If you have a dispirited, disempowered, unproductive team, then you don’t have a remote-work problem. You have a culture problem. Screen monitoring software won’t fix that, but your solid leadership can. So help your people be productive, but don’t watch over them like some digital Eye of Sauron.
Business owners can’t control employee productivity anyway, no matter how much they try. If your team members want to be there, they’ll do everything they can to be productive for the company they love. If they don’t want to be there, they will find a way to dodge you. You can’t control that. What you can do, however, is hire the right people and then create a culture of productivity for them to flourish in. Then, regardless of whether your team works virtually or in person, your staff members will be the kind of people who get work done, and you won’t have to worry about monitoring them or nagging them to stay on task.
6. Engage your team members like you’ve never engaged them before.
Research from Gallup found that only about 15% of employees are really engaged at work, and managers account for 70% of the variance in employee engagement. Or as conventional wisdom puts it, “People don’t quit jobs; they quit managers.” We know that old truism isn’t 100% accurate, but it touches on a core principle of organizational development — engaged employees love their jobs and own their results better than disengaged ones do.
What is engagement? TalentCulture defines it by saying, “When employees are engaged, they adopt the vision, values, and purpose of the organization they work for. They become passionate contributors, innovating problem solvers, and stunning colleagues.”
Unfortunately, remote employees are likely to feel left out, according to an article in the Harvard Business Review. Don’t worry, though, there’s plenty you can do to engage them. Regular video meetings, chats on Slack, frequent feedback, and a positive vibe can go a long way toward engaging employees wherever they call an office. Just knowing you are making an effort to engage them can cause many employees to feel excited to meet you halfway.
7. Try not to babysit your employees too much.
There’s a difference between setting expectations and micromanaging.
It’s not micromanaging to set high expectations for yourself and your team and to hold everyone accountable to those expectations. Neither is it micromanaging to implement process improvements, monitor progress, or counsel employees. And it’s certainly not micromanaging to monitor compliance especially if you work in a highly regulated industry. In fact, it might be a sign of poor leadership if you aren’t doing those things.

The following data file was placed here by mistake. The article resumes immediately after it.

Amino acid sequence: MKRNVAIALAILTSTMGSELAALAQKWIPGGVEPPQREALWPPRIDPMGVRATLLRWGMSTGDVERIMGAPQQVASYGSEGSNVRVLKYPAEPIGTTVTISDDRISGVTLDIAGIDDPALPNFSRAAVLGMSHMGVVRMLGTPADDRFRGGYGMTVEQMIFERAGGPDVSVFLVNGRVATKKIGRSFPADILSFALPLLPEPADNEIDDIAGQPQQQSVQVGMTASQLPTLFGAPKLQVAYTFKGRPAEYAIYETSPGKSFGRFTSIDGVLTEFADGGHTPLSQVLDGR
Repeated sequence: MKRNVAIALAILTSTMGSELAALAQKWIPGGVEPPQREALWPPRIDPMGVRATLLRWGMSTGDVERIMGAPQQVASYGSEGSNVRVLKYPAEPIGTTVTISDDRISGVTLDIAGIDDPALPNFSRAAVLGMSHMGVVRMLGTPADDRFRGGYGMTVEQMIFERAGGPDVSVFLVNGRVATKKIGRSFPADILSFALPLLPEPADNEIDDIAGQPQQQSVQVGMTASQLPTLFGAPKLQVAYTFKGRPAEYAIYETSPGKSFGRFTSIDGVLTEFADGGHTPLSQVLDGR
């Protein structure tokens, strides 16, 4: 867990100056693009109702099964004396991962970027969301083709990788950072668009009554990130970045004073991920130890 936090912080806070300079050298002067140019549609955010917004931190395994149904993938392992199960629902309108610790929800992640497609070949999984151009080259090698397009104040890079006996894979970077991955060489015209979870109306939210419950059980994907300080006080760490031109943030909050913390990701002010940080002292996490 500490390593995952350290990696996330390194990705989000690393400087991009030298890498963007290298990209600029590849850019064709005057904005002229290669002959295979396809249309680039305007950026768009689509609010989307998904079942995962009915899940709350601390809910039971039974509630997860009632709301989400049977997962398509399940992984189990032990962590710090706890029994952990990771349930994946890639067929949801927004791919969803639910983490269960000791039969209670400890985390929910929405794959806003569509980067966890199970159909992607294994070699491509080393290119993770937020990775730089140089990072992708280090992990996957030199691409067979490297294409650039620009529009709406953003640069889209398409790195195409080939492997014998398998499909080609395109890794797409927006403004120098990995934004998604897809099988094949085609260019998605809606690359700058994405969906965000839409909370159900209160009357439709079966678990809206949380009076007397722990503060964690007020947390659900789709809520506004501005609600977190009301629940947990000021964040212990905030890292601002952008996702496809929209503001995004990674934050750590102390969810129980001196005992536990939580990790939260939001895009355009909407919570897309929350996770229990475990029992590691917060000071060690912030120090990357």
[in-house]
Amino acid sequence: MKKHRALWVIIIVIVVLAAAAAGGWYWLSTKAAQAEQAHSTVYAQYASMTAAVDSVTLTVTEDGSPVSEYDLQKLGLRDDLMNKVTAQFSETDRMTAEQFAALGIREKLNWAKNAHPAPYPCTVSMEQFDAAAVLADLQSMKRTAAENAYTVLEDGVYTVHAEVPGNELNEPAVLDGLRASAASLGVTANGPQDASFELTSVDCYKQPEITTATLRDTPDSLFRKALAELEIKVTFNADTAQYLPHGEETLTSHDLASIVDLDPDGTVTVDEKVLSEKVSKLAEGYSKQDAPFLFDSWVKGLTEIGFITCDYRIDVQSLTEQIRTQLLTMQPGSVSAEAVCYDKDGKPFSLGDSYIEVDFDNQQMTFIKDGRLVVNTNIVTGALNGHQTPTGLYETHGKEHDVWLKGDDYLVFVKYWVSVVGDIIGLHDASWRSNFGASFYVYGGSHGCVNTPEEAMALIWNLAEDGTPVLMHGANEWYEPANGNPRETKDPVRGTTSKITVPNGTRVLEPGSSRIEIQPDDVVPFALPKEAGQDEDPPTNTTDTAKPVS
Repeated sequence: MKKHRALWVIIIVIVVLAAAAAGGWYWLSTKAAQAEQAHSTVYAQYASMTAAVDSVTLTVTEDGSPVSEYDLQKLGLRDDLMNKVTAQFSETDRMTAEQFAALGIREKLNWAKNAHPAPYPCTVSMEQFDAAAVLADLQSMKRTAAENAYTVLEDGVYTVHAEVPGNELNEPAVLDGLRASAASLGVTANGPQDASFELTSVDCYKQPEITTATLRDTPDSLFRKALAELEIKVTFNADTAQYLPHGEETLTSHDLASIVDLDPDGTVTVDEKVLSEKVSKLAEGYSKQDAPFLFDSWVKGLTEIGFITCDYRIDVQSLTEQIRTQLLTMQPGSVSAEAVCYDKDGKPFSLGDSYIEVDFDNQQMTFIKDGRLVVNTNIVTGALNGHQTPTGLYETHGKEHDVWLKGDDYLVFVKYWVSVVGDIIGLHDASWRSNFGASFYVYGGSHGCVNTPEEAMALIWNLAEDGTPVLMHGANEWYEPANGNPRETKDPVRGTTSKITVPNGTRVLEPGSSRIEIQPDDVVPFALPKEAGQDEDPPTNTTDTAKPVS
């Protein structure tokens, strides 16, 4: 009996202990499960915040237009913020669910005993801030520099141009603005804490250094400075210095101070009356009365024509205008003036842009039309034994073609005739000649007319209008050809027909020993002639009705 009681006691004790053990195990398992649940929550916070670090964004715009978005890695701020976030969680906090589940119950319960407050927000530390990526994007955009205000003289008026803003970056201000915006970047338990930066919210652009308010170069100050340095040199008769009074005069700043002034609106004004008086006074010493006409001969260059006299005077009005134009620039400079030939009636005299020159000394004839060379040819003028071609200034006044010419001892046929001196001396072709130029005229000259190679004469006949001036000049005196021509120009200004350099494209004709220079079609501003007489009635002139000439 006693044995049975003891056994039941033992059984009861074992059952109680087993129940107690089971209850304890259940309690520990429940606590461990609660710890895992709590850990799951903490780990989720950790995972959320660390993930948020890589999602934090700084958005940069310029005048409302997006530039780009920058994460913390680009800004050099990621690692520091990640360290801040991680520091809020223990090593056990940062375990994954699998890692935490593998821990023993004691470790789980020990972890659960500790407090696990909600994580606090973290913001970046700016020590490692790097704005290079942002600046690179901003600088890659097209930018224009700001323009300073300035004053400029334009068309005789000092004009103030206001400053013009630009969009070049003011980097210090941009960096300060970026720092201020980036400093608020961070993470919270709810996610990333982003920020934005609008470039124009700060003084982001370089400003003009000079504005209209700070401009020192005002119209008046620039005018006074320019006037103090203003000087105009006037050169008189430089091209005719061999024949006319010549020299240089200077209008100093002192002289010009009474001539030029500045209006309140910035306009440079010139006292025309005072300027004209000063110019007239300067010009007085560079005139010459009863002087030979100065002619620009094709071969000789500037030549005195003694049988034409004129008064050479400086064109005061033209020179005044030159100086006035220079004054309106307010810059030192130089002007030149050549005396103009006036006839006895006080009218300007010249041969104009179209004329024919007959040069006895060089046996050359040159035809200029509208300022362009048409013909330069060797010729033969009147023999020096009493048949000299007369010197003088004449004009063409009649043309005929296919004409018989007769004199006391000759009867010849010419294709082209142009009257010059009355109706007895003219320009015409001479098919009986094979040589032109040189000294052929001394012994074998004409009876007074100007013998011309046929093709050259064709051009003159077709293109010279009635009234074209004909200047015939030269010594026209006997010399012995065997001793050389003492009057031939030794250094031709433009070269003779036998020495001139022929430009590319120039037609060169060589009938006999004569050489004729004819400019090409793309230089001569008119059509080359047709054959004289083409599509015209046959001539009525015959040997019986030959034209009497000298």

But the best way to challenge your team with high expectations is to set clear, concise, achievable objectives. Then, hold your team members accountable for their individual and collective performance using metrics you previously agreed upon. This approach keeps the focus on the objectives and external metrics and doesn’t allow it to turn inward or become personal.
How do you know when you’ve crossed the line into micromanaging? You are micromanaging when you care about your team members’ success more than they do.
Some symptoms of micromanaging could include work-from-home dress codes or intrusive check-ins. People who are micromanaged feel violated, untrusted, and unfocused. They are unlikely to engage in deep work and will leave for a better situation as soon as they can. While it’s important to have your employees feel ‘seen’ and respected, it is equally as important to have people on your team that understand and work well in a remote environment. Some people are simply not cut out for the model & signs of this will come to the surface, though.
8. 10X the power of your 1-on-1s.
Whenever your team goes remote, your one-on-one meetings with team members move from important to critical. A one-on-one meeting offers the ideal setting for reinforcing team and individual objectives, providing feedback, and coaching your staff members. The ideal one-on-one meeting is 45 minutes long, follows an agenda, and covers both action items and feedback. For guidance in setting up productive one-on-one meetings, check out this resource from Leadr.
9. Respect diversity.
Often, workplace diversity training just covers ethnicity, gender, and maybe sexual orientation. But in any team, you are also dealing with diversity of age, skill, family structure, personality, and situation.
Some of your remote employees enjoy quiet, focused settings at home with only occasional interruptions by a cat. Other employees are managing small children, middle schoolers, and older parents all while working at the kitchen table. And still others may be coping with domestic violence, emotional abuse, or family turmoil while trying to stay focused and engaged with work.
So if two employees don’t respond to a remote situation with the same enthusiasm, remember it may not be due to lack of interest but simply to situations outside their control.
Remote work, once just a dream for many knowledge workers, is clearly coming into its own. Learning how to guide your employees while giving them the tools they need to succeed in a remote environment is key. But once you get the hang of it, you’ll wonder why you didn’t try the working-from-home option sooner..